Let's get to the real issue; Savage Worlds don't include any rules for crafting or building, so we're inventing a house rule here. You can do whatever you like in your game, of course. My take on the issue is simply that three stars in Harn means an average skilled craftsman, and a d6 in Savage Worlds rules means an average skill...for a human. Everything else stems from there. To ensure that a house rule maintains some consistency, I always try to examine the boundary conditions; in this case the lower end is more important than the high end. If the boundary conditions present a reasonable outcome, then the house rule is internally consistent and therefore usable, otherwise more work or a rethink is needed.
Remember the guideline on skills in Savage Worlds; no chance of succeeding (ie, brain surgery or something equally complicated) means the hero doesn't get a roll at all. If there is any chance of success, but the character has never been exposed to formal training, then the unskilled roll (which is given as d4-2 ... for those unfamiliar with Savage Worlds, read this as "d4 plus a penalty for being unskilled of -2") is allowed. With crafts, much of it is common sense; experience builds professionalism and quality, but an unskilled person with a reasonable grasp of the way the world works, or some informal exposure to the skill, has a chance to craft most mundane things.
I don't interpret "unskilled" the same way you do. You equated "unskilled" to "haven't a clue", and reading between the lines, I interpret your "haven't a clue" as meaning "no chance". I may be drawing a long bow here, but I think that means you equate "unskilled" to mean "no chance" of success, and I don't think that's correct because it's not supported by the math (see below).
To me "unskilled" means the character has no formal training, but they are adept enough to perhaps be able to pull off a success...if they are lucky. That would equate to the handyman, or the craft labourer. In Hârn, one star means "Poor" quality. I figure a success rate of roughly 19% — see how I came to this conclusion below — equates to a poor craftsman; over 80% of the jobs he does are "failures". There's really not that much difference between an unskilled person and one with d4 in the skill.
You have to remember that in Savage Worlds, a success means "the activity was performed adequately; it achieved the stated aim". It wasn't a marvellous success, not outstanding, just OK. Equally, not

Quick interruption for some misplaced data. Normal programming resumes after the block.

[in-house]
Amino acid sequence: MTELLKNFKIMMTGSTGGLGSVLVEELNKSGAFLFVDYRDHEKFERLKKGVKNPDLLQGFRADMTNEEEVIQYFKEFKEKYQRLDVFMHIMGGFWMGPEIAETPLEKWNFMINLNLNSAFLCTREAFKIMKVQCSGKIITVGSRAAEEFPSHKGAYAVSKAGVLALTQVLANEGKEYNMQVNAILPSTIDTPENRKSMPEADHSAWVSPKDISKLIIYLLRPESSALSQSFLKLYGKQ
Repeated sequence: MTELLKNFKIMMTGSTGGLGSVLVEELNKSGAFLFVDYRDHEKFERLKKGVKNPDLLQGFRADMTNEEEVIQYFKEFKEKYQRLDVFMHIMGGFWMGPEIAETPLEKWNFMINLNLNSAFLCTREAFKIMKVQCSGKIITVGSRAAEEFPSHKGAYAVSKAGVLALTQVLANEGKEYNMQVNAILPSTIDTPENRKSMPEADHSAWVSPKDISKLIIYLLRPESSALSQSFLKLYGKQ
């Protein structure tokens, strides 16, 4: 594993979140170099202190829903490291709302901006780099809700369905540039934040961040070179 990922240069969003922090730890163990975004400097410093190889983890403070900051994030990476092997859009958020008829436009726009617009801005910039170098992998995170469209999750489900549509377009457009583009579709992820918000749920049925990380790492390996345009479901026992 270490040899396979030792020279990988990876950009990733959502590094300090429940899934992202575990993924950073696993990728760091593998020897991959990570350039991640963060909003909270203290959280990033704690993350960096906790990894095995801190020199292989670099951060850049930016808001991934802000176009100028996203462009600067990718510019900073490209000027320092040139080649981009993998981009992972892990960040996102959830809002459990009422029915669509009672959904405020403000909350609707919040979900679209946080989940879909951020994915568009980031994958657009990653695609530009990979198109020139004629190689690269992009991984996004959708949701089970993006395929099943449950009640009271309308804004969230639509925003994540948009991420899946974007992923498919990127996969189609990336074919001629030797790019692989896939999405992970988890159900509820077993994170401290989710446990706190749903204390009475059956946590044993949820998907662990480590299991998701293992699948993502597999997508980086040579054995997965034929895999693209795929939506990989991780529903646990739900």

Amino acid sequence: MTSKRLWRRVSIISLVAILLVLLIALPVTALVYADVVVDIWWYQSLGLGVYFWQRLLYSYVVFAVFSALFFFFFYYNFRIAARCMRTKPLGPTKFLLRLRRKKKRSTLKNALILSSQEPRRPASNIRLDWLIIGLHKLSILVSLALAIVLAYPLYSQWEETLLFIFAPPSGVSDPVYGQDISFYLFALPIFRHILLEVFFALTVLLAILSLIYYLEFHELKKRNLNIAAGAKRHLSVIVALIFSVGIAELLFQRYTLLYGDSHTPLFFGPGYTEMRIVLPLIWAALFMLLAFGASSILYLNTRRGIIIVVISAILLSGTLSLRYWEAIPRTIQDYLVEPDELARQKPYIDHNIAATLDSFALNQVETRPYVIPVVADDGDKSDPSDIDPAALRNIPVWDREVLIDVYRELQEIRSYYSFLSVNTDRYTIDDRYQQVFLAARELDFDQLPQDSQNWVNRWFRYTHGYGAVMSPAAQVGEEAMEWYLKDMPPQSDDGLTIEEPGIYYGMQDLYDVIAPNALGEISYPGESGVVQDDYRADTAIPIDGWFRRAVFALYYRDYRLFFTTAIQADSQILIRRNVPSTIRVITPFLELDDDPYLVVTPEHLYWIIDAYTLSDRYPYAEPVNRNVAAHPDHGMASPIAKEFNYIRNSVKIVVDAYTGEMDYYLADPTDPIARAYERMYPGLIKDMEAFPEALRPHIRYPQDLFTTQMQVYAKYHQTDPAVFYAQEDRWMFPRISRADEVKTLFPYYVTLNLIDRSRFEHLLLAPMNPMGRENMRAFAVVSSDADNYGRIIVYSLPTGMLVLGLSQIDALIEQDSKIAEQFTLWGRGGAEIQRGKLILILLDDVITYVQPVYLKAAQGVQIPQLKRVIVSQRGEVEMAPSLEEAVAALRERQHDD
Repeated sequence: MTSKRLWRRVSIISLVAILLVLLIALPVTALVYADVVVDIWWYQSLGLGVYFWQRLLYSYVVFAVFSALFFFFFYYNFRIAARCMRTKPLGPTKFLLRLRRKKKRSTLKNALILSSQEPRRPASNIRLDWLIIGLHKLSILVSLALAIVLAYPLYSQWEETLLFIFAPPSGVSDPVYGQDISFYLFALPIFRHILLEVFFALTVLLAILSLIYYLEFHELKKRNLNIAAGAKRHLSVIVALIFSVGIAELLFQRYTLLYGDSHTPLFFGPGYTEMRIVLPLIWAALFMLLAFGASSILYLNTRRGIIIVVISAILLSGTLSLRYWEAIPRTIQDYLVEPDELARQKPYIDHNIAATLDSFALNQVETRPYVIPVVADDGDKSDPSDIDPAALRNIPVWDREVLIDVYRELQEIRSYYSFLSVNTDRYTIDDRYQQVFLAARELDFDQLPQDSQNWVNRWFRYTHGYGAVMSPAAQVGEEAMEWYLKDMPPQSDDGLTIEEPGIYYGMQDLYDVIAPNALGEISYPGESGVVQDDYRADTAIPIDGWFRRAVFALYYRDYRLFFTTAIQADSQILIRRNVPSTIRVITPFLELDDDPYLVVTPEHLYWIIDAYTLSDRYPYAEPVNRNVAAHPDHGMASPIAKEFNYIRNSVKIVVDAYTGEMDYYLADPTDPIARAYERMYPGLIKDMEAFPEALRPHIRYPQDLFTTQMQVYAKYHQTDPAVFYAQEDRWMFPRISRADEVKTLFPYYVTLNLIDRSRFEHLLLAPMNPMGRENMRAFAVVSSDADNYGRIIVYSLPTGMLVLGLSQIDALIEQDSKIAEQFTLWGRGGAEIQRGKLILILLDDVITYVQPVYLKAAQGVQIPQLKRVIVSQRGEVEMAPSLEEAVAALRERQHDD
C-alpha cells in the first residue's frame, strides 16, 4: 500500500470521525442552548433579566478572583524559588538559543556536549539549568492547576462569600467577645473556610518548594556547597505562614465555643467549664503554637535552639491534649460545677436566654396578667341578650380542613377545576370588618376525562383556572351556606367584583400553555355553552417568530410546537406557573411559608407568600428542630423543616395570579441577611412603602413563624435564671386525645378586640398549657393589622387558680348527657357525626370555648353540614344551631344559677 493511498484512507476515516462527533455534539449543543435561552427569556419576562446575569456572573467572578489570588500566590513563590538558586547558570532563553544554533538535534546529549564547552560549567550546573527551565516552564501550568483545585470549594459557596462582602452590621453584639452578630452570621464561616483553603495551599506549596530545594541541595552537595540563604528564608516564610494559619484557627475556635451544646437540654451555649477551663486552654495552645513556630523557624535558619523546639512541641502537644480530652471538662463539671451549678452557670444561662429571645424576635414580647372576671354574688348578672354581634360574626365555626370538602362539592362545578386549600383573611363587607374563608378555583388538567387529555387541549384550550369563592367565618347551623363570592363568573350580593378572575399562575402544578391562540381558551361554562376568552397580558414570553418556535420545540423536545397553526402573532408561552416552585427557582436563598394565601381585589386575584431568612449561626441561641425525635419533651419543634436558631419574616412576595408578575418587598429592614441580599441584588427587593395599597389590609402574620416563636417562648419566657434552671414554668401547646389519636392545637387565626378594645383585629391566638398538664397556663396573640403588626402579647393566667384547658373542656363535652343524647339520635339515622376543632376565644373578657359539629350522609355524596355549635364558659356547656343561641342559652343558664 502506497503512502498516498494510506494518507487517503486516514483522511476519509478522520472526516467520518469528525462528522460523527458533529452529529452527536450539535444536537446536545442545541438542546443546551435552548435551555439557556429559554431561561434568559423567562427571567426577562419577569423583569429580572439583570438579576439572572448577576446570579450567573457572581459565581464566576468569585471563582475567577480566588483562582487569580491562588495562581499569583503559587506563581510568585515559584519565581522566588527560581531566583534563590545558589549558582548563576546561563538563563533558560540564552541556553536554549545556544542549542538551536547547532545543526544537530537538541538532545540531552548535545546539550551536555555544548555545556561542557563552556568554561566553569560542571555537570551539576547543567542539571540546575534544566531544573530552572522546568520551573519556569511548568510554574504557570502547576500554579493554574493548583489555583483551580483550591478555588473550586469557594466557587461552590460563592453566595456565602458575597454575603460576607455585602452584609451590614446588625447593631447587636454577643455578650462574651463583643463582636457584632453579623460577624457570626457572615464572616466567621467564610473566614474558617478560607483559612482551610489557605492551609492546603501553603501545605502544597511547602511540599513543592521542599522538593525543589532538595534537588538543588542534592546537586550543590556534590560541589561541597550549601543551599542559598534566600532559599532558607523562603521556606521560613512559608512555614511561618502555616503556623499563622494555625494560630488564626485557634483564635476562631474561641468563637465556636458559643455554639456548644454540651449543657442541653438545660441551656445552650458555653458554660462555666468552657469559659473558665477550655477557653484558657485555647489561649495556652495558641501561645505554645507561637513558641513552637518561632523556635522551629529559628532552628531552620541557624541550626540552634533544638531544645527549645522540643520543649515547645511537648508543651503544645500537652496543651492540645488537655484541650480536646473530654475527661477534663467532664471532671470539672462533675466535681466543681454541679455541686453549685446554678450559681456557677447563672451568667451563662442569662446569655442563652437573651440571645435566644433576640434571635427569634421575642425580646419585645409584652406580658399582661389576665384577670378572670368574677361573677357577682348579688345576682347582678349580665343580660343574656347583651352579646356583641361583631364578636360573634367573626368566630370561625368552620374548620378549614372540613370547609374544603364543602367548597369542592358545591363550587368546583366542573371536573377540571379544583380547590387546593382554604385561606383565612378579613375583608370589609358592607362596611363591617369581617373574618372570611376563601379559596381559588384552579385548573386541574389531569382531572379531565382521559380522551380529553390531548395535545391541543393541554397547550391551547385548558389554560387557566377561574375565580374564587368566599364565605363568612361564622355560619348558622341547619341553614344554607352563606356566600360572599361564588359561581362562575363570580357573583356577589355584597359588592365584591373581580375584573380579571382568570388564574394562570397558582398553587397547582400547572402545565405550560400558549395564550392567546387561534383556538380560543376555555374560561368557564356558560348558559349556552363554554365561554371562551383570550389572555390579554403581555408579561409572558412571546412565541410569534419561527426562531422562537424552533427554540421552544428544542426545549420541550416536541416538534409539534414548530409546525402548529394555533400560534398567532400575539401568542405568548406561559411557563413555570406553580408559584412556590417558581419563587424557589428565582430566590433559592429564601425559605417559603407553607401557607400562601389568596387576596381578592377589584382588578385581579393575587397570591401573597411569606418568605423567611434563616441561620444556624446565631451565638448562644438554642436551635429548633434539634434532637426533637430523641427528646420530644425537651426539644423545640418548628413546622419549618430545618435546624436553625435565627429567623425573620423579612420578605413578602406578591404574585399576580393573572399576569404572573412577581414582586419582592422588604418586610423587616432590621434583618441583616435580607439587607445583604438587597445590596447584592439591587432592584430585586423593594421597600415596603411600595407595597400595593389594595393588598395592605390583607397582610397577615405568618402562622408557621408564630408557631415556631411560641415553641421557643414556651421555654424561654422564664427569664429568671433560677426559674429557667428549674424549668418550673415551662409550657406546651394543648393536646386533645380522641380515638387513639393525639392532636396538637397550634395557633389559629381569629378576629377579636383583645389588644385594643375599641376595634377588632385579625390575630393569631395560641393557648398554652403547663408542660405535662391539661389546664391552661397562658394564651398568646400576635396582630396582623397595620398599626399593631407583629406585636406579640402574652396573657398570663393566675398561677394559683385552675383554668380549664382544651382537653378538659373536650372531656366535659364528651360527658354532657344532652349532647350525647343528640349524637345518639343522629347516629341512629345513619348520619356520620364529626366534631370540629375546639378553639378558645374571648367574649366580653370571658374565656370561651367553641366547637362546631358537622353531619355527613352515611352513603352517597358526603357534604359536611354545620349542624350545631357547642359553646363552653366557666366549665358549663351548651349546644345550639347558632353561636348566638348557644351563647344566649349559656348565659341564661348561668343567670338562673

rolling a success doesn't always mean a complete and utter failure. For crafting, it might mean simply that the item has a flaw or two, but is still usable. So the chair might be rickety and have uneven legs, but you can still sit on it. The flour is coarsely ground and has hulls in it, but it can still be used to bake bread, which might be tough — even unpleasant — to eat, but it would feed a family.
In other words, the quality is poorer than a success would have generated, but the end product is still usable in some small measure.
And now to a bit of technical analysis:
Using my logic of equating a d6 to 3 stars:
* = d4-2 or 18.75%* (1:5.33)
** = d4 or 25% (1 in 4, or 1:4)
*** = d6 or 50% (3 in 6, or 1:2)
**** = d8 or 62.5% (5 in 8, or 1:1.6)
***** = d10 or 70% (7 in 10, or 1:1.43)
For completeness: d12 = 75% (9 in 12 or 1:1.33), d12+2 = 92% (11 in 12 or 1:1.09)
The biggest jumps are from a skill of d4 to one of d6 (a 25% jump, or double the chance of a success), and from d12 to d12+2 (a jump of 17%)
* This is primarily for those that don't know how Savage Worlds works; there are two concepts you must know. Firstly, a success is an end result of 4 or better, regardless of die type rolled, and after any bonuses and/or penalties have been applied. The second concept is that if you roll the maximum number on a die (known as "aceing" the roll; that is, a result of 4 on a d4, or 6 on a d6, etc.) then you get to roll the die again and add the results of both
rolls. So, in order to generate a success when the skill level is d4-2, the first roll must be an ace (a result of 4) so the player can roll the d4 again. The second result must be a 2 or higher, meaning the end result is at least 6. This is because the penalty of 2 is now subtracted from the result, to end up with a 4; a success.
There is a 1 in 4 chance of rolling a 4 on a d4, so a 25% chance (or .25). There is a 75% chance of rolling a 2 or higher on a d4, so .75.
.25 * .75 = .1875 or ~19%
I'm happy to be corrected by any Math majors out there, but I'm reasonable confident I have that right.